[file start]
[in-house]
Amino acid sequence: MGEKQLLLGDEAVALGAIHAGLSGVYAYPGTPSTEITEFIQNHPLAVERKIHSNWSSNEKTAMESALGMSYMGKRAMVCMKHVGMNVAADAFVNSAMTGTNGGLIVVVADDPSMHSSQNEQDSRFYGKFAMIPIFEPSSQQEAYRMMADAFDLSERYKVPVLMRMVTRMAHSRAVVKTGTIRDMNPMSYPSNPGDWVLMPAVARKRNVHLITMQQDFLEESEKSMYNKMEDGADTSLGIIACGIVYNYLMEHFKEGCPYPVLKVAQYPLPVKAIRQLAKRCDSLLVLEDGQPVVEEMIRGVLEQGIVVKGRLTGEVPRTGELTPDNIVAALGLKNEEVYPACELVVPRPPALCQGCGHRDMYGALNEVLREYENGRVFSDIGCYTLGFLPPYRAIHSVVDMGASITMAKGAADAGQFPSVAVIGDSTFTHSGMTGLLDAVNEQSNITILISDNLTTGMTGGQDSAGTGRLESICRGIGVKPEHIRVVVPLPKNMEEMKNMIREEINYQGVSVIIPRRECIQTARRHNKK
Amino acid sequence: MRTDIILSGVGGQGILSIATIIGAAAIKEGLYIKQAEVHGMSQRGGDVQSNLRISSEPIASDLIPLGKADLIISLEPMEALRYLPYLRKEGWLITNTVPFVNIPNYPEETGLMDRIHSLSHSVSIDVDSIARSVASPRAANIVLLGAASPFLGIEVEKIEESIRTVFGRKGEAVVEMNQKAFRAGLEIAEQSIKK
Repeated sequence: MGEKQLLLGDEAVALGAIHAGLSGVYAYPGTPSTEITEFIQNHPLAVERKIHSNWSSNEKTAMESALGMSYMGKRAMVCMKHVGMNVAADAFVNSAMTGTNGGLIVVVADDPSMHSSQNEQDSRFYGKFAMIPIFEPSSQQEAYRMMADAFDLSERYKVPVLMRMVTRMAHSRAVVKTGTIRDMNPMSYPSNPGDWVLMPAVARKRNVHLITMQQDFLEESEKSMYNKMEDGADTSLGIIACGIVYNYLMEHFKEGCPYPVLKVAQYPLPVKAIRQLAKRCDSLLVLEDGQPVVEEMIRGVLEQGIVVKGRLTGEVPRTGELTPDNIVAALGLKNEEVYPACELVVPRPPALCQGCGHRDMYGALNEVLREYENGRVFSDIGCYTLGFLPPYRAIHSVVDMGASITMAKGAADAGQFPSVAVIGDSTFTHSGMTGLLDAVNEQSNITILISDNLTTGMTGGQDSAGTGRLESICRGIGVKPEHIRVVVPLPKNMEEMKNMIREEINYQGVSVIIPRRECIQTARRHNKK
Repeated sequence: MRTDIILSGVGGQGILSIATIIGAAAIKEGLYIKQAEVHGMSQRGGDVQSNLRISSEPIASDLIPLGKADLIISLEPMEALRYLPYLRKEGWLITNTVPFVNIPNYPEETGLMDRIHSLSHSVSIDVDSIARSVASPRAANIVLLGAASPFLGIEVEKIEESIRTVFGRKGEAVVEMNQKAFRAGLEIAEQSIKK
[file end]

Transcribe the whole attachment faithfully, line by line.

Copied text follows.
[in-house]
Amino acid sequence: MGEKQLLLGDEAVALGAIHAGLSGVYAYPGTPSTEITEFIQNHPLAVERKIHSNWSSNEKTAMESALGMSYMGKRAMVCMKHVGMNVAADAFVNSAMTGTNGGLIVVVADDPSMHSSQNEQDSRFYGKFAMIPIFEPSSQQEAYRMMADAFDLSERYKVPVLMRMVTRMAHSRAVVKTGTIRDMNPMSYPSNPGDWVLMPAVARKRNVHLITMQQDFLEESEKSMYNKMEDGADTSLGIIACGIVYNYLMEHFKEGCPYPVLKVAQYPLPVKAIRQLAKRCDSLLVLEDGQPVVEEMIRGVLEQGIVVKGRLTGEVPRTGELTPDNIVAALGLKNEEVYPACELVVPRPPALCQGCGHRDMYGALNEVLREYENGRVFSDIGCYTLGFLPPYRAIHSVVDMGASITMAKGAADAGQFPSVAVIGDSTFTHSGMTGLLDAVNEQSNITILISDNLTTGMTGGQDSAGTGRLESICRGIGVKPEHIRVVVPLPKNMEEMKNMIREEINYQGVSVIIPRRECIQTARRHNKK
Amino acid sequence: MRTDIILSGVGGQGILSIATIIGAAAIKEGLYIKQAEVHGMSQRGGDVQSNLRISSEPIASDLIPLGKADLIISLEPMEALRYLPYLRKEGWLITNTVPFVNIPNYPEETGLMDRIHSLSHSVSIDVDSIARSVASPRAANIVLLGAASPFLGIEVEKIEESIRTVFGRKGEAVVEMNQKAFRAGLEIAEQSIKK
Repeated sequence: MGEKQLLLGDEAVALGAIHAGLSGVYAYPGTPSTEITEFIQNHPLAVERKIHSNWSSNEKTAMESALGMSYMGKRAMVCMKHVGMNVAADAFVNSAMTGTNGGLIVVVADDPSMHSSQNEQDSRFYGKFAMIPIFEPSSQQEAYRMMADAFDLSERYKVPVLMRMVTRMAHSRAVVKTGTIRDMNPMSYPSNPGDWVLMPAVARKRNVHLITMQQDFLEESEKSMYNKMEDGADTSLGIIACGIVYNYLMEHFKEGCPYPVLKVAQYPLPVKAIRQLAKRCDSLLVLEDGQPVVEEMIRGVLEQGIVVKGRLTGEVPRTGELTPDNIVAALGLKNEEVYPACELVVPRPPALCQGCGHRDMYGALNEVLREYENGRVFSDIGCYTLGFLPPYRAIHSVVDMGASITMAKGAADAGQFPSVAVIGDSTFTHSGMTGLLDAVNEQSNITILISDNLTTGMTGGQDSAGTGRLESICRGIGVKPEHIRVVVPLPKNMEEMKNMIREEINYQGVSVIIPRRECIQTARRHNKK
Repeated sequence: MRTDIILSGVGGQGILSIATIIGAAAIKEGLYIKQAEVHGMSQRGGDVQSNLRISSEPIASDLIPLGKADLIISLEPMEALRYLPYLRKEGWLITNTVPFVNIPNYPEETGLMDRIHSLSHSVSIDVDSIARSVASPRAANIVLLGAASPFLGIEVEKIEESIRTVFGRKGEAVVEMNQKAFRAGLEIAEQSIKK